"Then he came back and said 'Dad, socks! We should sell crazy socks' and that had always been his thing. He had worn these colorful, kind of crazy socks his whole life .... so it seemed like a good idea."
And good idea it was: In 2018, the company posted $5.5 million in revenue. It has 39 part-time employees, 23 of whom have different abilities. It sells about 2,300 sock varieties, including many, like the "Down syndrome Super Hero" socks, that are designed by John. And it has raised $300,000 for charity partners including the National Down syndrome Society and Autism Speaks.
"Within the next year, we're hoping to expand," Cronin said, adding that the company has outgrown its 6,400-square-foot building. "We'd like to hire more people, include a cafe that's open to the public and — who knows — maybe even a 'fun store.' There's a lot of exciting things happening for us."
John's older brother, James Cronin, 26, who was previously pursuing a culinary career, recently joined the business as the company's inventory and warehouse director.
James is "doing an amazing job, and I love working with my dad; he's so much fun," said John. "It's a wonderful thing I have. I'm so lucky to have my dad and my brother."
James agrees, although he points to a downside to working together:
"His face is on everything, so I get a little sick of seeing him," James said, as he and his brother laughed.
"John and I live together," said Mark Cronin. " ... Anytime you're working with family, the family spills into the business, the business spills into the family and sometimes it's good to have a break."
But not for too long, John added, because "We gotta fill orders. ... We're a tough, strong Cronin family. We work, we have fun."
Juan Alvarado has enjoyed working in many kitchens throughout his 30-plus year career as a chef, but said nothing compares with the joy he gets from cooking at El Matador, the East Patchogue restaurant he opened a year and a half ago alongside daughters Emily and Melanie Alvarado.
"Working with these girls, it's a blessing," said Alvarado, 50, who was born in El Salvador and learned to cook in Texas, where he immigrated with his family when he was a teenager.
Emily, 25, who co-owns the eatery, and Melanie, 16, who on weekends works as a hostess and busser, say working with their dad has given them an active role in helping him make his dream of owning a restaurant come true.
"It's such a wonderful feeling knowing that we're building this together as a family," Emily said of the restaurant, which serves an array of Latin fusion dishes, including paella Valenciana, ceviche and Besito Salvadoreño, a fried-egg-topped Salvadoran steak.
What's not so great?
"Spending too much time together," said Melanie. Emily added that workplace conflicts sometimes stem from "differences in personalities and ideas."
"When it comes to compromising it can be a little tough. We're a family but we're still three different people," she said.
After a busy night, the car ride home is cathartic, they said.
"That's where we release everything and just let it go," Emily said. "We talk it out, we laugh, we listen to salsa music or some classic rock and when we get home, it's all fine."
"Even though they sometimes come in late," Alvarado joked, "I wouldn't want to do this with anybody else. They're caring, they're hardworking, they're my girls."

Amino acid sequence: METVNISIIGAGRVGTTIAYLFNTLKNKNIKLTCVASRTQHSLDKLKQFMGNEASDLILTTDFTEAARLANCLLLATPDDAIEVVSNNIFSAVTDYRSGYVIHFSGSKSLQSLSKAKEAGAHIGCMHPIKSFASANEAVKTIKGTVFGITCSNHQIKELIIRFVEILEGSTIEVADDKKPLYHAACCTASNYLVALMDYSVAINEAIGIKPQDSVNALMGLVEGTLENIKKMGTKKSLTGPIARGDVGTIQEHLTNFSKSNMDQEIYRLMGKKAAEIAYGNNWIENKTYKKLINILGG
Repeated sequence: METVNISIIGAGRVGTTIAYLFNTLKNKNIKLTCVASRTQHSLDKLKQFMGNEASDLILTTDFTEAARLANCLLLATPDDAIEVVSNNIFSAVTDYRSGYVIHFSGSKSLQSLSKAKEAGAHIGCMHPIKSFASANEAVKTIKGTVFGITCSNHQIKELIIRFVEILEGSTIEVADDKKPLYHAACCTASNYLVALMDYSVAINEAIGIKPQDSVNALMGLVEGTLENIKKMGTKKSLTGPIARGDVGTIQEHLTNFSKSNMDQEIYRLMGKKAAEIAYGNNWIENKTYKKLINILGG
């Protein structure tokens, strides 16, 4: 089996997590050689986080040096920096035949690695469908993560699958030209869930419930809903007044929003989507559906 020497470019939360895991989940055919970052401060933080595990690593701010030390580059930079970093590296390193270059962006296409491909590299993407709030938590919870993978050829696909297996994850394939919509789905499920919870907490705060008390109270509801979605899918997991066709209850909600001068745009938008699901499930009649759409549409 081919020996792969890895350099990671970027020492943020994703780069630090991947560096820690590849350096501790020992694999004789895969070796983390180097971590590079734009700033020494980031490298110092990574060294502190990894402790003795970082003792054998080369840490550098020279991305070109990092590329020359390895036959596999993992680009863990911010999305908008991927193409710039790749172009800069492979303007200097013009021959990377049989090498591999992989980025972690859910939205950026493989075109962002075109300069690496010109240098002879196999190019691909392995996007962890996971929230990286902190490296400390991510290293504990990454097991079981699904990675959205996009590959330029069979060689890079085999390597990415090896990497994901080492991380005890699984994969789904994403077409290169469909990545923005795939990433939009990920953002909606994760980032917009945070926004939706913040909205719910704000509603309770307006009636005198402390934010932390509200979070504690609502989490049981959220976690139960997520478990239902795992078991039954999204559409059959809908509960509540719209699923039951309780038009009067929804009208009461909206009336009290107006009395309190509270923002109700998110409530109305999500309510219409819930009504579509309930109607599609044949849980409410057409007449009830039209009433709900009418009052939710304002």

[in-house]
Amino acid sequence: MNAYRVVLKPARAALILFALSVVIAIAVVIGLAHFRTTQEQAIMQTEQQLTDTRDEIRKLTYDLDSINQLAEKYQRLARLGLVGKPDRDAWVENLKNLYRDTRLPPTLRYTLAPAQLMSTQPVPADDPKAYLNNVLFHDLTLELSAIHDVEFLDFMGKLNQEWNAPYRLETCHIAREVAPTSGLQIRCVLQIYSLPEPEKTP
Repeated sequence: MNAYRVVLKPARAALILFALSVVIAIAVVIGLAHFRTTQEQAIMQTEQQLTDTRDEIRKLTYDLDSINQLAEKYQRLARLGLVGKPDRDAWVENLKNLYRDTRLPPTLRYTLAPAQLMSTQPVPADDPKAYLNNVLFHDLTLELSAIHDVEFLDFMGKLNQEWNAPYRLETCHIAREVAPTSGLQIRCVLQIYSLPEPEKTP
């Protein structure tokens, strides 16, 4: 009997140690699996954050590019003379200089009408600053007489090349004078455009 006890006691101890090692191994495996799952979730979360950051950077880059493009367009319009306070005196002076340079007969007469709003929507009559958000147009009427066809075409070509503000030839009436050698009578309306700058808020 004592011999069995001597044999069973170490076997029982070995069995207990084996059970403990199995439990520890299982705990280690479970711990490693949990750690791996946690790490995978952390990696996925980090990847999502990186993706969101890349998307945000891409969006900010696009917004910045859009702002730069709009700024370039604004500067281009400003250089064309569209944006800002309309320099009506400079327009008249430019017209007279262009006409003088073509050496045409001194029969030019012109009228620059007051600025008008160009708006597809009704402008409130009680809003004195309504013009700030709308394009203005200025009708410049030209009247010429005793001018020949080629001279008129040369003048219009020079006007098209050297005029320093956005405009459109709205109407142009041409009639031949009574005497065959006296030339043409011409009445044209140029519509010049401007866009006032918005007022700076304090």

Samaira Bridal and Sammaira Man
Ronie Singh earned a computer engineering degree from SUNY Old Westbury, but even as a student found it hard to stay away from his father's Hicksville business.
"After school, he'd always come help me," said Amarjeet "AJ" Singh, 52, who in 1998 opened a women's Indianwear boutique.
Years later, he expanded the business to include a second store. The two shops, Samaira and Samaira Bridal, are on South Broadway and feature traditional wedding and party apparel. Prices for the elaborate handmade outfits range from $100 to more than $5,000.
Both Singhs, who were born in New Delhi, India, travel to their homeland often to meet with craftspeople and wholesalers.
"I really liked watching my dad interact with customers," Ronie said. "I enjoyed the personal connection he shared with many of them, watching them hug him and thank him over and over again for making their special day even more special with his clothes. I thought 'Wow, I want that.' "
In 2013, Ronie joined his dad at the business full-time, bringing a wave of new ideas.
The transition didn't come without its challenges.
"I always loved the traditional [women's] clothing, but my passion is menswear," he said. "For every 100 women's dresses, we only had five outfits for men. From my point of view, that wasn't right. If I come in to shop for clothes and only have five options, that's not fair."
When Ronie set out to change that, AJ Singh was not so sure.
"It's his experience versus my new-generation thinking," said Ronie. "He'll say that hasn't worked for me in 20 years in business and I'll say 'OK, maybe let me try it a different way' and he will, but that initial back and forth, the process of that conversation ... that's the challenging part."
Three years ago, with his father's blessing, Ronie, now a co-owner of the family stores, opened Sammaira Man, which sells a wide selection of traditional men’s sherwani suits and other formal wear.
"Ronie is a great son and a smart businessman," said Singh. " ... When he joined me, our business grew a lot. Without him, I'd still be sitting in one small store."
Singh said his favorite part about working with his son is knowing he'll always have a business partner he can depend on.
And for Ronie?
"Hands down, it's the unconditional love and support," he said.